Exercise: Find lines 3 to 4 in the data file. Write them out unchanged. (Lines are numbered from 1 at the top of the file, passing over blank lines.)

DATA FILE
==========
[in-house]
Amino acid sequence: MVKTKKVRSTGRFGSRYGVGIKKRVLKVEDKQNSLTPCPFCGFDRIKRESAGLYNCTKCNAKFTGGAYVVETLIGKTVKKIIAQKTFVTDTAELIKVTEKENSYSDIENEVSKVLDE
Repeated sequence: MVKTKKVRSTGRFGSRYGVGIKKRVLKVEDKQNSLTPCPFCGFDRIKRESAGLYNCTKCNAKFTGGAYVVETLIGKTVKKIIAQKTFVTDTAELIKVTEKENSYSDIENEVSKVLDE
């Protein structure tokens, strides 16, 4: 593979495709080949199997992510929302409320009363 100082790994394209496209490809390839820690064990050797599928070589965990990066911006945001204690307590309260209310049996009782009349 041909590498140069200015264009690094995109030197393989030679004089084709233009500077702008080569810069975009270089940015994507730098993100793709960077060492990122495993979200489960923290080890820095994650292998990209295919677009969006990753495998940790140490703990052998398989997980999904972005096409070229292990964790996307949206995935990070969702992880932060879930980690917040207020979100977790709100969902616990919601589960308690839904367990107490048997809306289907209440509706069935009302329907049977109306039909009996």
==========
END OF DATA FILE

Repeated sequence: MVKTKKVRSTGRFGSRYGVGIKKRVLKVEDKQNSLTPCPFCGFDRIKRESAGLYNCTKCNAKFTGGAYVVETLIGKTVKKIIAQKTFVTDTAELIKVTEKENSYSDIENEVSKVLDE
């Protein structure tokens, strides 16, 4: 593979495709080949199997992510929302409320009363 100082790994394209496209490809390839820690064990050797599928070589965990990066911006945001204690307590309260209310049996009782009349 041909590498140069200015264009690094995109030197393989030679004089084709233009500077702008080569810069975009270089940015994507730098993100793709960077060492990122495993979200489960923290080890820095994650292998990209295919677009969006990753495998940790140490703990052998398989997980999904972005096409070229292990964790996307949206995935990070969702992880932060879930980690917040207020979100977790709100969902616990919601589960308690839904367990107490048997809306289907209440509706069935009302329907049977109306039909009996």